Fried food gone, pou­tine still in at Va­nier

Les Nouvelles Saint-Laurent - - ACTUALITÉS - ste­pha­­ca­

When Saint-Laurent News vi­si­ted Va­nier’s cam­pus last week to wit­ness the changes firs­thand, the re­por­ter was gree­ted by the sight and smell of chee­se­bur­gers, pou­tine and piz­za. For a cris­py chi­cken wrap com­bo – ser­ved with a gar­den sa­lad and a foun­tain drink – stu­dents will pay 6,91$. The ca­fe­te­ria does of­fer stu­dents ac­cess to a sa­lad bar. For 1,22$/100gr, pa­trons can buy let­tuce, to­ma­toes, hard boi­led eggs and other veg­gies.

Stu­dents can al­so pur­chase a small bag of veg­gies and dip, but for close to the same price as a ham­bur­ger com­bo.

Small por­tio­ned sa­lads – of­ten pas­ta with mayon­naise or oil ba­sed dres­sing - are sold 3,25$. Ve­ge­ta­rian chili was ser­ved at Jack’s, a student ca­fé.

Last fall, Va­nier Col­lege an­noun­ced that it was set­ting up mea­sures to en­cou­rage heal­thy ea­ting ha­bits. Fried foods and soft drinks were ban­ned from the me­nu. But three months la­ter, piz­za, pou­tine and chee­se­bur­gers can still be found on stu­dents’ plates.

The col­lege swit­ched food sup­pliers and si­gned a five year contract with Chart­wellsCom­pass ca­te­rer.

“Va­nier is proud to be one of the few col­leges in Que­bec to ban the sale of both fried foods and soft drinks. Col­leges are ideal lo­ca­tions to pro­mote young adult health and with these new orien­ta­tions we are com­mit­ted to pro­vi­ding heal­thier meals to our com­mu­ni­ty,” sta­ted in Sep­tem­ber Nor­mand W. Ber­nier, Di­rec­tor Ge­ne­ral of Va­nier Col­lege in a press re­lease.

Does the me­nu live up to ex­pec­ta­tions? Not ne­ces­sa­ri­ly says die­ti­cian and nu­tri­tio­nist Stéphanie Saint- Jacques. Teenagers have spe­cial nu­tri­tio­nal needs ac­cor­ding to her. Still gro­wing, tee­nage boys are ex­pec­ted to in­gest from 2,500 to 3,000 ca­lo­ries against 2,200 for tee­nage girls.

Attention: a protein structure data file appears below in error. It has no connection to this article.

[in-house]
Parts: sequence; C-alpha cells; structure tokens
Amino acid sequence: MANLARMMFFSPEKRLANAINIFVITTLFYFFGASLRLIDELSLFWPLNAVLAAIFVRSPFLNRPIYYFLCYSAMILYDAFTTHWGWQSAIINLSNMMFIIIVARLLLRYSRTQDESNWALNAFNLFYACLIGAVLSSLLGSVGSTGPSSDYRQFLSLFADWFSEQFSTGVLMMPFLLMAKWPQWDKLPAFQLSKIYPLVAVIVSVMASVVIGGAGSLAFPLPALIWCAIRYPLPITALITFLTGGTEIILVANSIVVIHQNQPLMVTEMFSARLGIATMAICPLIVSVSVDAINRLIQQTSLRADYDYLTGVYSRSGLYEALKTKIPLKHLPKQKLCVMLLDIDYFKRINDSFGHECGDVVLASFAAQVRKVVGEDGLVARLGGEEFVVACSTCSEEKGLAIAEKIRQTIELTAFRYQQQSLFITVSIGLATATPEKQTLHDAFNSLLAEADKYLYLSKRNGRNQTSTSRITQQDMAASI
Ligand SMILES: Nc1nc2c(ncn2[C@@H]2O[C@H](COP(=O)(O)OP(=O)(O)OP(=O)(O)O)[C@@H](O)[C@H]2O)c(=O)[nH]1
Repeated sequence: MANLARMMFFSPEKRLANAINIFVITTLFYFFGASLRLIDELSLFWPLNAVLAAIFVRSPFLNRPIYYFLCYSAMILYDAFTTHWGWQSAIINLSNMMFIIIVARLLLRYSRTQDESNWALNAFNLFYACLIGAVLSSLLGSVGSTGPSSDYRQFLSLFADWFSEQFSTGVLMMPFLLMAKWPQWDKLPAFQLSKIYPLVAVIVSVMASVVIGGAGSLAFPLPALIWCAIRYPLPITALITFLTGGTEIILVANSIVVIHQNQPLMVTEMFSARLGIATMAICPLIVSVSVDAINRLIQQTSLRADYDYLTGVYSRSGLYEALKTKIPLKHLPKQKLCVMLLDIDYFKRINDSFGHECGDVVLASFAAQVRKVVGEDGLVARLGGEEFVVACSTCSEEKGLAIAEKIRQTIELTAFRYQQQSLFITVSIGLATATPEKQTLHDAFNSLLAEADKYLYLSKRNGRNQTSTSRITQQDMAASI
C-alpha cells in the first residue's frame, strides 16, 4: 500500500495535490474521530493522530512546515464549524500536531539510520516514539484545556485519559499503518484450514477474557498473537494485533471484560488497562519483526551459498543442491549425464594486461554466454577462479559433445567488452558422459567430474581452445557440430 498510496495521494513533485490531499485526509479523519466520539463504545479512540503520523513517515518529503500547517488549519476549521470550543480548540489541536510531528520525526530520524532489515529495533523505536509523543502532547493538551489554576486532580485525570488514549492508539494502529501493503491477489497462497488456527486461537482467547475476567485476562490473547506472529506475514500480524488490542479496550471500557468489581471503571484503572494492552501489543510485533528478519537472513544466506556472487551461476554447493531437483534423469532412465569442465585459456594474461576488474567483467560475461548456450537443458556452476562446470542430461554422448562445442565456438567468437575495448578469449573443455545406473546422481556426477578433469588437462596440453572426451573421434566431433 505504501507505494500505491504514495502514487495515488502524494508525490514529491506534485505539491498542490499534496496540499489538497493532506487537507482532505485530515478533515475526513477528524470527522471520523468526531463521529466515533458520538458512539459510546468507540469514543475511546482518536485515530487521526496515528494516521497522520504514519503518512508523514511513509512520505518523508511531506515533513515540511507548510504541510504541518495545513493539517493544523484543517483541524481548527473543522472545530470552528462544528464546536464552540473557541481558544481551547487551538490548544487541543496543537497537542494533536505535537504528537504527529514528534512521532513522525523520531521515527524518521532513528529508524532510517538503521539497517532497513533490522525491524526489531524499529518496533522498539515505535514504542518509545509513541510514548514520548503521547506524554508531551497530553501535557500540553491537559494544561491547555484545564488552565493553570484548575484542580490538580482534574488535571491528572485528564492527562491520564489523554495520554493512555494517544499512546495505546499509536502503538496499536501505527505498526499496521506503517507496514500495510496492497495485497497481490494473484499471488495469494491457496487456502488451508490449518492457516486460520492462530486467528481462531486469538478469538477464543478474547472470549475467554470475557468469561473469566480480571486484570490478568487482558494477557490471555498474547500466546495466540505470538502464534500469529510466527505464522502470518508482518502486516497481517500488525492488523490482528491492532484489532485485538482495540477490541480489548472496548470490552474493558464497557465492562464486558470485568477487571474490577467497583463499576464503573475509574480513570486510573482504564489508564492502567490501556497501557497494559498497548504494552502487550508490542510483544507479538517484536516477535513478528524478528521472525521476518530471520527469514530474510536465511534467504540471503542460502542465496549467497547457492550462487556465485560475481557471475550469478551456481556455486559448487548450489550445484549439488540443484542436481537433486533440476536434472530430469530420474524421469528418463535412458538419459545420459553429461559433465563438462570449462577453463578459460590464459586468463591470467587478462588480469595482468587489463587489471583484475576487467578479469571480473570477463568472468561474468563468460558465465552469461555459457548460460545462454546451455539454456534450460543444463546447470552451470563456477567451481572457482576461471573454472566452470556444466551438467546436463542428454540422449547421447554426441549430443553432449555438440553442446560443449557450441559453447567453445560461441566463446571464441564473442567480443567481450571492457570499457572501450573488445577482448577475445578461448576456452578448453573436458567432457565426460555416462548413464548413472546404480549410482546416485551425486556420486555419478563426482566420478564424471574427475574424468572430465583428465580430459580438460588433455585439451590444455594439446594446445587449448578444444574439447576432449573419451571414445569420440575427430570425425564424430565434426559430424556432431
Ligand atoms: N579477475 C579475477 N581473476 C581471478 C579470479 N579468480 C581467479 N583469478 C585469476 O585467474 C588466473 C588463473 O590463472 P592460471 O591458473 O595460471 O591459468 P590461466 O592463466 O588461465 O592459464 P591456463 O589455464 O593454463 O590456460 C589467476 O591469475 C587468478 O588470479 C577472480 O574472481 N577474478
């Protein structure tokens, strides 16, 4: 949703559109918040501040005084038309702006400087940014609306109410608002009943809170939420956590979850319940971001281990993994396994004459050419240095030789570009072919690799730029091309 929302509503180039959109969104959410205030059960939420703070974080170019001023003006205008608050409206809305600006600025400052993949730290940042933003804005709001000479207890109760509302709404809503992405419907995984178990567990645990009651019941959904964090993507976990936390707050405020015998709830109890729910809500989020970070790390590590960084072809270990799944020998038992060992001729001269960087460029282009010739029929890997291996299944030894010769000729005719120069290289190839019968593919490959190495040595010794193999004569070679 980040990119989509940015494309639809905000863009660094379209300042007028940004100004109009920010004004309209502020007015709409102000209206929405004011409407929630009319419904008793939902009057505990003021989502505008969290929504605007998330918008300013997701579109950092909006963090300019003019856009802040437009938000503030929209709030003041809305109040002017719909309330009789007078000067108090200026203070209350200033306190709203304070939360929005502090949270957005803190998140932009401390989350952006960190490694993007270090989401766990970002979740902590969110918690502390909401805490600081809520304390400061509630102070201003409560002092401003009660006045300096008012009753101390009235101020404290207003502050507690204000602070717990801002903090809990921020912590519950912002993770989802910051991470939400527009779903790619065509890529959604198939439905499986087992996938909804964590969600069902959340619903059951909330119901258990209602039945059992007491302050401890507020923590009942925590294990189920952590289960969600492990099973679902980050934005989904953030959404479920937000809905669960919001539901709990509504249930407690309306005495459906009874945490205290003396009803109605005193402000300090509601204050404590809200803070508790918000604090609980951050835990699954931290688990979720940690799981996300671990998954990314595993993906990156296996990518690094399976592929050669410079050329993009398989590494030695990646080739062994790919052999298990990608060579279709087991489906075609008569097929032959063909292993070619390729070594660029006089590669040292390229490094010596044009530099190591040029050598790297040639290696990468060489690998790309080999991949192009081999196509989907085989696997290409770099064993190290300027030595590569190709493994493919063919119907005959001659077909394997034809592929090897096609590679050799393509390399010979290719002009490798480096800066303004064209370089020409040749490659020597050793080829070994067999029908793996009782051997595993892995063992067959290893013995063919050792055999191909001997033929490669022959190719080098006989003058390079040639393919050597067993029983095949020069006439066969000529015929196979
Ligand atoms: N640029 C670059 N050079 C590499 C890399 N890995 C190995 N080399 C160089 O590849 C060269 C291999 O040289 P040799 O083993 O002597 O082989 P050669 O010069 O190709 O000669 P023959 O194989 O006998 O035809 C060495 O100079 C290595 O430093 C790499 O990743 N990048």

“Teenagers need nu­trients. They are not li­mi­ted ca­lo­rie wise, but there’s a dif­fe­rence. Emp­ty ca­lo­ries, of­ten co­ming from fat­ty foods, should be avoi­ded”, she said.

She ap­plau­ded the frying ban – pou­tine and French fries are ba­ked as are the cris­py chi­cken wraps – but won­ders if there are not heal­thier choices to be ad­ded or sub­sti­tu­ted on the me­nu. She ex­plai­ned that even if fries are ba­ked, pou­tine is still ve­ry dense in ca­lo­ries, once the brown sauce and cheese are ad­ded.

“Mind you, it is not a ques­tion of ban­ning pou­tine, ham­bur­gers or piz­za. I don’t agree with food bans. But is it ne­ces­sa­ry to have those items on the eve­ry­day me­nu, where teenagers can eat pou­tine on a dai­ly ba­sis?”

Heal­thier choices

Dar­ren Be­cker, com­mu­ni­ca­tion’s di­rec­tor at Va­nier Col­lege, is proud of the first steps to­wards a heal­thier me­nu made for stu­dents. He points to the ad­di­tion of the sa­lad bar and ve­ge­ta­rian meals. “Rome wasn’t built in a day. We live in a free coun­try. [Ham­bur­gers] is not ne­ces­sa­ri­ly junk food. There’s no­thing fried, and that’s bet­ter for health.” Chips and cho­co­late bars are still being sold in ven­ding ma­chines, but Be­cker said that the choices are co­lor co­ded: green, yel­low and red. Chips are in the red zone, veg­gie chips are yel­low and ba­ked chips are green. “I’m not sure about this gra­da­tion. Just the fact that things are in the «red zone» may en­tice so­meone to have it”, said Saint-Jacques.

No nu­tri­tio­nal in­for­ma­tion

When as­ked about the nu­tri­tio­nal content of its me­nu, Chart­wells-Com­pass ex­plai­ned that it sim­ply could not crunch the num­bers.

“Ma­ny of our food sta­tions, such as our stir-fry sta­tion, are self-serve, mea­ning stu­dents can prepare their own plates. As such, due to the com­plexi­ties and va­ria­tions of each meal, it would be im­pos­sible to pro­vide ac­cu­rate nu­tri­tio­nal in­for­ma­tion”, sta­ted a re­pre­sen­ta­tive.

A cou­lour code helps stu­dents dis­tin­guish heal­thy from un­heal­thy snacks in the ven­ding ma­chine.

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